Lack of testing gets a failing grade

By Brianna Wellen

The college experience, though fun and exciting, can also be an extremely nerve-racking time in a young person’s life. Besides the stresses of moving to a new place with a new group of people, new responsibilities—such as supporting yourself financially and looking after your own well-being—often come into play.

Typically, colleges make the latter as easy and accessible as possible. On-campus health clinics provide support systems for mental health, medical care, drug prescriptions and, in response to potential sexual experimentation, resources to maintain a healthy and safe sex life.

However, for those in need of the free sexually transmitted disease and HIV testing Columbia has offered in the past, it just became a little more difficult. The program has been suspended for the spring 2012 term, and the monthly events to encourage testing and make access as easy as possible have been canceled. Issues arose because of budget constraints between Columbia and the Chicago Department of Public Health, and while money will always be an issue during these economic times, student health should not suffer in the process.

According to the Centers for Disease Control and Prevention, young people ages 13–29 account for 39 percent of all new HIV diagnoses, 75 percent of those occurring in people 20–24, prime college ages. One out of six people ages 14–49 has genital herpes, gonorrhea rates are on the rise and the CDC recommends getting tested for chlamydia at least once per year.

These are not things to be taken lightly. Both Columbia and the CDPH should do as much as possible to provide services to diagnose these diseases early in students and provide subsequent medical care.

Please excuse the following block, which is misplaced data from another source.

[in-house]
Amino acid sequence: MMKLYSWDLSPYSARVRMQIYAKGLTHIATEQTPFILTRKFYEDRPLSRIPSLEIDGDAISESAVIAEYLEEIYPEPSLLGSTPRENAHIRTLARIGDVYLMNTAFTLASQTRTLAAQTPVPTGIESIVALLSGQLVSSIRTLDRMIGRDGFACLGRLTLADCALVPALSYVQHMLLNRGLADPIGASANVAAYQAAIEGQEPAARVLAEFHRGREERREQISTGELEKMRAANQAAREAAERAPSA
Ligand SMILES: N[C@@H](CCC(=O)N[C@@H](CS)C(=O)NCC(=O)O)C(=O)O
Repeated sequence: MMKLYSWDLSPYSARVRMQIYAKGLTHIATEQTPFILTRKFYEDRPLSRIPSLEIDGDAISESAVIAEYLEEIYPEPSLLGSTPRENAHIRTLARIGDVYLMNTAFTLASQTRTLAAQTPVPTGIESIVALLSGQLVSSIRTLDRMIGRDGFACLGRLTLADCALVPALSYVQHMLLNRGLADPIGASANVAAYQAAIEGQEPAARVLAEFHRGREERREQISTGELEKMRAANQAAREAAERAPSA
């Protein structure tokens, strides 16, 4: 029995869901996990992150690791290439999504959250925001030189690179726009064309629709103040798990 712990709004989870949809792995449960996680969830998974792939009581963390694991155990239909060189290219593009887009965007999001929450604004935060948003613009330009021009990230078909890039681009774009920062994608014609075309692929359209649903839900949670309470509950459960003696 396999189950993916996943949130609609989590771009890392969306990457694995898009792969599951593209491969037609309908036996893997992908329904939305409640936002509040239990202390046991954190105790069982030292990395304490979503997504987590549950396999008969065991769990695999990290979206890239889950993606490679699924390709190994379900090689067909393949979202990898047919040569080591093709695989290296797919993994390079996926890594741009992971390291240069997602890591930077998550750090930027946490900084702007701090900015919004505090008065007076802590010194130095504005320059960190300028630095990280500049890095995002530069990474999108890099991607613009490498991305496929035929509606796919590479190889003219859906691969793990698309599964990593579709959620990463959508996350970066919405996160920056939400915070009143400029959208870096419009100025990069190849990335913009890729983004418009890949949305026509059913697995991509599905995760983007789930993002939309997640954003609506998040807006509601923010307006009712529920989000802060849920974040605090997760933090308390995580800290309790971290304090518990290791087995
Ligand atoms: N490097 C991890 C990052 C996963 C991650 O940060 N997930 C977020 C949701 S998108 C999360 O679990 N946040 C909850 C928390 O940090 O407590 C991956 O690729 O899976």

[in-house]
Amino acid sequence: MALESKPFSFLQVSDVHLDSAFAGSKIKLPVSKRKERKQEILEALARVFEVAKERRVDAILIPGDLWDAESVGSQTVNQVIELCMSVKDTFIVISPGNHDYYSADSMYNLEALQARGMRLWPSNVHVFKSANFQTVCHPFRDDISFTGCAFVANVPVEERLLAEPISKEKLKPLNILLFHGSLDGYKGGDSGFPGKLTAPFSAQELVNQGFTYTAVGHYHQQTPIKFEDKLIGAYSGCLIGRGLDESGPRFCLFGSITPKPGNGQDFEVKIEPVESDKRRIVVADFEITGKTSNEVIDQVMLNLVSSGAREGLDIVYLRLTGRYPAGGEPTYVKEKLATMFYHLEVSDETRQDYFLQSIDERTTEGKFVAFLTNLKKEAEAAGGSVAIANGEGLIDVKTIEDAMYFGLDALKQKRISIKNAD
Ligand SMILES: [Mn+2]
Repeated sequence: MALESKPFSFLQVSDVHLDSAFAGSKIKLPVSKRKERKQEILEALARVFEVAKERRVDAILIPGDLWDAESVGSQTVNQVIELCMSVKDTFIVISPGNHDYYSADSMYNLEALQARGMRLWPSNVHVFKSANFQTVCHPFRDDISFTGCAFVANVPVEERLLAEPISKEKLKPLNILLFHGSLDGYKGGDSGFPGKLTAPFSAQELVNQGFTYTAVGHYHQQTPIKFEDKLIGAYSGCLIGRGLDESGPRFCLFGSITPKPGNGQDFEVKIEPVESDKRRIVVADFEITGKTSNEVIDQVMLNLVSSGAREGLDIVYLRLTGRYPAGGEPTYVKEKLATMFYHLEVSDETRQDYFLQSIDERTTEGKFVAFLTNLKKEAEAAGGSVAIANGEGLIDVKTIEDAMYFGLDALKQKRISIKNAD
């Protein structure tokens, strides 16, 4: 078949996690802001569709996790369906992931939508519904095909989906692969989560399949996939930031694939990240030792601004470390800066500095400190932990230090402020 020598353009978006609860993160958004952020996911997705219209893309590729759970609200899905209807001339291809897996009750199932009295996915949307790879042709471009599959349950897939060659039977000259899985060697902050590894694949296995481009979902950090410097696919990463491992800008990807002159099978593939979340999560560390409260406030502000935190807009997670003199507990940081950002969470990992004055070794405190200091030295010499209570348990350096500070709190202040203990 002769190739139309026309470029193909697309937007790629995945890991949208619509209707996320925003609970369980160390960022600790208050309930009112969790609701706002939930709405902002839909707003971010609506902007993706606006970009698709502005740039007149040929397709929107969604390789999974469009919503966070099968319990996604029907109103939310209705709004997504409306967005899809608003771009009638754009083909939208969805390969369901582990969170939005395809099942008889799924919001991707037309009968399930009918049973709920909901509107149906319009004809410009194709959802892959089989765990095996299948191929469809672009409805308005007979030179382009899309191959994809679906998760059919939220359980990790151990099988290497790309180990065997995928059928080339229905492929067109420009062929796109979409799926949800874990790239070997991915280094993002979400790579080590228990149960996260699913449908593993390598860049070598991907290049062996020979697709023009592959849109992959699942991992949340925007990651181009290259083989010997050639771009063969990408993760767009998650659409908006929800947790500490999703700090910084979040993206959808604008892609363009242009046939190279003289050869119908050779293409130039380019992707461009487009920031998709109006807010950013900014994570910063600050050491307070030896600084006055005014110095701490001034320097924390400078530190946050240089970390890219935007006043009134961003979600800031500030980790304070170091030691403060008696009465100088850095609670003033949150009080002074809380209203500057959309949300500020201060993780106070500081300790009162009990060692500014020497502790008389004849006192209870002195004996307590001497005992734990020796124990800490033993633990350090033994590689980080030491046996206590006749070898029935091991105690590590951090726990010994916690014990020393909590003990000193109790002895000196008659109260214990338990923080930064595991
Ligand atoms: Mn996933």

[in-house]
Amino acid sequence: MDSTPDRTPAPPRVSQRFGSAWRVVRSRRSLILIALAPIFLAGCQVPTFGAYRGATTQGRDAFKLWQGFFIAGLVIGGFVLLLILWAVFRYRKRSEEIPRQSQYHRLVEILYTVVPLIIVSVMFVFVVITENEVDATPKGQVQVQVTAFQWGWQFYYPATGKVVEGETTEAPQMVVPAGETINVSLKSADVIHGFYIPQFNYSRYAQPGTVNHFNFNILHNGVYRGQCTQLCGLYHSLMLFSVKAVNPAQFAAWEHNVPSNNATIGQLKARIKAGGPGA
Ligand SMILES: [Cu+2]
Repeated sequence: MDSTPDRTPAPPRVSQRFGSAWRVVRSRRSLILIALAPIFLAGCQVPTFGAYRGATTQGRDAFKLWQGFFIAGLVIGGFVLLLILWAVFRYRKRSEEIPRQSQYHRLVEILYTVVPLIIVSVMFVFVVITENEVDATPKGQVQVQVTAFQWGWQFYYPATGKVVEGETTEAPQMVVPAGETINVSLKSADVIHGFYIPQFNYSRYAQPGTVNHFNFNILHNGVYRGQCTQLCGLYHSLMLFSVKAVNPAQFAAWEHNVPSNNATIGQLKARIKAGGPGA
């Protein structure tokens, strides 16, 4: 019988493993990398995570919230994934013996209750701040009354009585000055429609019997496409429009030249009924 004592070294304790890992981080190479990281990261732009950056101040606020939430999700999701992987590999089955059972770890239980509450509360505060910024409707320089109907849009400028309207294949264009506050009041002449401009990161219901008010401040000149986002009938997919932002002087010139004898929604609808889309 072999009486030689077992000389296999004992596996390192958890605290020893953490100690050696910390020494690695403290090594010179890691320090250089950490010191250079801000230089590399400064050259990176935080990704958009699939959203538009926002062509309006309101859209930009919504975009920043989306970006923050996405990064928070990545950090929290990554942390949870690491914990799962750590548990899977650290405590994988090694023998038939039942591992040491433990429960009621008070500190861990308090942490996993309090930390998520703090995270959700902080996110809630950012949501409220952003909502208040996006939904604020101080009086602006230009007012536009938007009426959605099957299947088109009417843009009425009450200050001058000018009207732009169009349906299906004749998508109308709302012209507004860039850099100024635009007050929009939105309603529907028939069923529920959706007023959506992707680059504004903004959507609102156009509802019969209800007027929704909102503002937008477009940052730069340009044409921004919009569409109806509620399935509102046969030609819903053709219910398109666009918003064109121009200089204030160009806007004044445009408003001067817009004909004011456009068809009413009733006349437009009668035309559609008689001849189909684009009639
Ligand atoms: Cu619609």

While the Health Center provides condoms openly and freely, without services directly relating to HIV and STD prevention and testing, they are not giving students anything they don’t already have access to. If students have already made the decision to have safe sex, chances are they provide themselves with condoms.

The CDPH provides other resources in the city for free testing for students, but to most students the act of getting tested and potential further treatment is scary enough as it is; having to do so in an unfamiliar clinic in a potentially unfamiliar part of the city where the patients aren’t primarily students adds an extra layer of anxiety.

Not making testing as easy and comfortable a process as possible will likely deter students from taking the extra steps to ensure their health and safety. This in turn could cause other students’ health and safety to be put in danger for no good reason.

Columbia argues that to make testing free and available at all times, Health Center fees for students would have to be raised, and it might not be worth it in the end. I can’t speak for the entire student body, but I’m willing to pay a few extra bucks to keep such an important service afloat. Then maybe students will have one less thing to worry about when taking on the other stresses college brings.